Fix “[SC] DeleteService FAILED 1072: The specified service has been marked for deletion.” without rebooting

Just another (un)usual day as a sysadmin. Today a colleague asked me to reboot a server, because he couldn’t get a service deleted from services.msc
Well, a reboot because of a service deletion sounds pretty exorbitant to me, so I tried to delete the service myself, but then faced the same error:

I then tried to use WMI to delete the service, but still no effect (powershell):

Solution:
Make sure all of your mmc.exe processes are stopped. Apparently, in my case, two other users were logged on to the server, running some mmc consoles. As soon as I killed all mmc.exe processes, deletion was successful:

Cheers. I hope this helped.

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Join Azure AD won’t work while logged on as the Builtin Administrator

If you ever tried to join Azure AD with your Windows 10 client while you were logged on with the Builtin Administrator account, you have probably noticed it didn’t do anything at all. Clicking on “Join Azure AD” didn’t seem to do a thing.

Join_Azure_AD

That’s because Microsoft disabled the usage of that functionality while logged on as the built-in Administrator. You can verify this is the issue by looking into your Application log with Eventviewer:

Join_Azure_AD_error

Simply log on with another account (Microsoft or local) and retry and you’ll see it works :)

Some reference information:

Log Name:      Application
Source:        Microsoft-Windows-Immersive-Shell
Date:          1/13/2016 3:38:56 PM
Event ID:      5973
Task Category: (5973)
Level:         Error
Keywords:
User:          pc\Administrator
Computer:      pc
Description:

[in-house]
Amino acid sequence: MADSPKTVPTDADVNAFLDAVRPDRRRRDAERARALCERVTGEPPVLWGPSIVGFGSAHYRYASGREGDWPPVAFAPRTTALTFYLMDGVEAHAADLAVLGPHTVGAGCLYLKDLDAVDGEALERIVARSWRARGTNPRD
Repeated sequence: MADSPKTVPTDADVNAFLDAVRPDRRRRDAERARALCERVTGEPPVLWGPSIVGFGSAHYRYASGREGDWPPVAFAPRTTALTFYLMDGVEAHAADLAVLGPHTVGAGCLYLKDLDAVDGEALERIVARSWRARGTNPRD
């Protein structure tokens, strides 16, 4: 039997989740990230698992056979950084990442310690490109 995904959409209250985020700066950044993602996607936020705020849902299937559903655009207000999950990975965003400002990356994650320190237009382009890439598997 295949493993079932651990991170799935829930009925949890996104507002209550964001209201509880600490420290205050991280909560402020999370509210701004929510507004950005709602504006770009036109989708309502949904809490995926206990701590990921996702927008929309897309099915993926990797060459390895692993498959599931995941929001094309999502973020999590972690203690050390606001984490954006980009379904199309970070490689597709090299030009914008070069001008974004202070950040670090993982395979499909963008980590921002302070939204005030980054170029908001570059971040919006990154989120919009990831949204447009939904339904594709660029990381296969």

Activation of app Microsoft.Windows.CloudExperienceHost_cw5n1h2txyewy:App.AppXe35aa078nkgkdbkbrk5tjm2xds5rwz5q.wwa failed with error: This app can’t be activated by the Built-in Administrator. See the Microsoft-Windows-TWinUI/Operational log for additional information.

 

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“We didn’t find anything to show here” when trying to use Mail app

The Mail app is a great standard app in Windows 10. Although not as rich as the Web portal, it’s a very handy offline client to have when you’re not connected to the internet.
I recently discovered my email wasn’t synced. I didn’t see any old email either. Only the message “We didn’t find anything to show here”.

I did remember that I had modified my Privacy settings a while ago, so I reverted those changes to their defaults: Settings -> Privacy -> Email -> Choose apps that can access and send email: On (2x)

mail app - privacy settings

However, my Mail app still didn’t sync. The caveat in this issue was the Calendar setting:
Settings -> Privacy -> Calendar-> Choose apps that can access calendar: On (3x)

mail app - privacy settings calendar

After allowing apps to access my calendar, Outlook mail was able to sync.

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Export mailboxes to a PST with primary email address as filename

Yesterday, I was asked to export all Exchange mailboxes of all employees, whose last name begins with a ‘d’, to PST files.